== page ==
Kaneko H, Matsui E, Asano T, et al. Pediatr Allergy Immunol. 2006;17:370–375
PURPOSE OF THE STUDY. Several studies have suggested that respiratory syncytial virus (RSV) bronchiolitis induces a change in the cytokine-production profile in childhood. The authors of this study sought to determine if the RSV-induced cytokine production was affected by the patient's atopic background.
STUDY POPULATION. Fourteen children between 1 month and 14 years of age who were admitted to the hospital with RSV infection and divided into 2 groups: those who were nonatopic and those who were atopic.
METHODS. Interferon-γ (IFN-γ) and interleukin 4 (IL-4) in the supernatant of peripheral blood mononuclear cells was measured after culture for 24 hours in the presence of phytohemagglutinin, IL-12, or IL-18.
RESULTS. In RSV-infected infants with atopic diseases, IFN-γ production from IL-12–or especially IL-18–stimulated peripheral blood mononuclear cells was subtotally suppressed in the acute phase, whereas in RSV-infected infants without atopic diseases, IFN-γ production was not suppressed in the acute phase.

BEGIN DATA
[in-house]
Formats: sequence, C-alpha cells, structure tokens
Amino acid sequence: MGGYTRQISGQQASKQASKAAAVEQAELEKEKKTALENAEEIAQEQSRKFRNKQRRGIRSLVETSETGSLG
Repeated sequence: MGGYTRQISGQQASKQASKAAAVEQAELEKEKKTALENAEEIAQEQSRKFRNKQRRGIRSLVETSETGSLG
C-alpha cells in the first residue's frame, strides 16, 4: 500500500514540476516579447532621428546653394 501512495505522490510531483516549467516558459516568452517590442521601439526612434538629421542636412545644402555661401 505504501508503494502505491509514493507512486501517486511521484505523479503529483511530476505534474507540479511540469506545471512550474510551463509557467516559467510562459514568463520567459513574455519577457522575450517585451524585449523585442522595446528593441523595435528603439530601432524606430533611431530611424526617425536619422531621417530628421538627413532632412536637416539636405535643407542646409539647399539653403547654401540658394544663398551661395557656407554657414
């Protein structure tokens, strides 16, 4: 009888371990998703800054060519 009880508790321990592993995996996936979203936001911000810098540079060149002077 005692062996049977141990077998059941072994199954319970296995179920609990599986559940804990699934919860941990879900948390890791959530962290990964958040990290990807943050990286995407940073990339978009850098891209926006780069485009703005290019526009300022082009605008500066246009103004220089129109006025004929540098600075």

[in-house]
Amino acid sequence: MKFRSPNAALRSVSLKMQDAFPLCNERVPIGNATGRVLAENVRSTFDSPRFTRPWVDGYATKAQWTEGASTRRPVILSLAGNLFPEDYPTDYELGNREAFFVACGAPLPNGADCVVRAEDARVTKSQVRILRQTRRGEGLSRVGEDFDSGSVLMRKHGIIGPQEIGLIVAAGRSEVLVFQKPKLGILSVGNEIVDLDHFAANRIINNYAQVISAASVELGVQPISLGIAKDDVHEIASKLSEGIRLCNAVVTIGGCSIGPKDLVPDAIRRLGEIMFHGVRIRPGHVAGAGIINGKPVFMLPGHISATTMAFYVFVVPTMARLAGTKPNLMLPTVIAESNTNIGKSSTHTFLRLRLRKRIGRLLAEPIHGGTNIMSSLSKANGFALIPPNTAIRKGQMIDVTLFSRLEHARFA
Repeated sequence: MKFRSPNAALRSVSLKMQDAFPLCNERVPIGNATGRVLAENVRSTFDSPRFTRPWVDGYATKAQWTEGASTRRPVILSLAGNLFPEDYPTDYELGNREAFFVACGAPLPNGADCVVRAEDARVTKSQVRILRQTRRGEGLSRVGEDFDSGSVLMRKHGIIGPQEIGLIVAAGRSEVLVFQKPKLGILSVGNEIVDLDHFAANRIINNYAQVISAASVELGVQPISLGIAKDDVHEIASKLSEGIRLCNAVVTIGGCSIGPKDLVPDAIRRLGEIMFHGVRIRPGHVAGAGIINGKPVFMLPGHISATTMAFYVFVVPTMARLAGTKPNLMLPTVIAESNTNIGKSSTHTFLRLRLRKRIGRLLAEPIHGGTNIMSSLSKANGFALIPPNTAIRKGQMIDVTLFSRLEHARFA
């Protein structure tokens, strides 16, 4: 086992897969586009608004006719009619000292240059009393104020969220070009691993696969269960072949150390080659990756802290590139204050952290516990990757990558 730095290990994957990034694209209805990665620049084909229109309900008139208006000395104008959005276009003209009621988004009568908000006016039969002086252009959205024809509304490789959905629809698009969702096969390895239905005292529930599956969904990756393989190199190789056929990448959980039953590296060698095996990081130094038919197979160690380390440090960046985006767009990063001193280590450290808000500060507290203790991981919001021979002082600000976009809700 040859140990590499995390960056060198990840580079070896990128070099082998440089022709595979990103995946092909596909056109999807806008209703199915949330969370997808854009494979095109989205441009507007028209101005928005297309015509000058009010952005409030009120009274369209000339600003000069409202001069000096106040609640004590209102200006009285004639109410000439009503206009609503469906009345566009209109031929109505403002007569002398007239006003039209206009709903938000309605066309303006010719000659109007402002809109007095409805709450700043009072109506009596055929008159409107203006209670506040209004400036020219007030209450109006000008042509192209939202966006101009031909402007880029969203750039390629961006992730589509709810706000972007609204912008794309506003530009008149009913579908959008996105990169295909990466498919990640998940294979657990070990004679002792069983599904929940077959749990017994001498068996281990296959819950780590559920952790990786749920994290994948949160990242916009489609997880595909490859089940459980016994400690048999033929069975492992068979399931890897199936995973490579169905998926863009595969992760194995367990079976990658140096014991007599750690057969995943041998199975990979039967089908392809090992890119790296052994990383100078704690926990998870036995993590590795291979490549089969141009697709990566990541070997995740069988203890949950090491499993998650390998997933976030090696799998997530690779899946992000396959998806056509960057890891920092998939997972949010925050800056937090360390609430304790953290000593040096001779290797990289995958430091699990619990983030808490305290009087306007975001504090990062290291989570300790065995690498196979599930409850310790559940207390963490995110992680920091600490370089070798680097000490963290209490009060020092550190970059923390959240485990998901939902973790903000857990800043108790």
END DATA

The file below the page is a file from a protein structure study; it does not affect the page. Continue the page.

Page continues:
CONCLUSIONS. The IFN-γ suppression observed in the atopic group was not caused by the immaturity of the infants’ immune system, because reduced IFN-γ production to RSV was not observed in the infants in the nonatopic group. IFN-γ suppression in regard to RSV infection might be caused by some genetic factor involved in the development of atopic disease, such as IL-18 signal cascade.
REVIEWER COMMENTS. Several studies have suggested a link between RSV infection and the development of persistent wheezing later in childhood. However, a causal role for RSV infection in early life in the development of asthma is not clear. The results of this study indicate that there may be a genetic predisposition to T-helper 2–type immune responses to RSV in atopic children, which may play a role in the development of recurrent wheezing in this subset of children.
- Copyright © 2007 by the American Academy of Pediatrics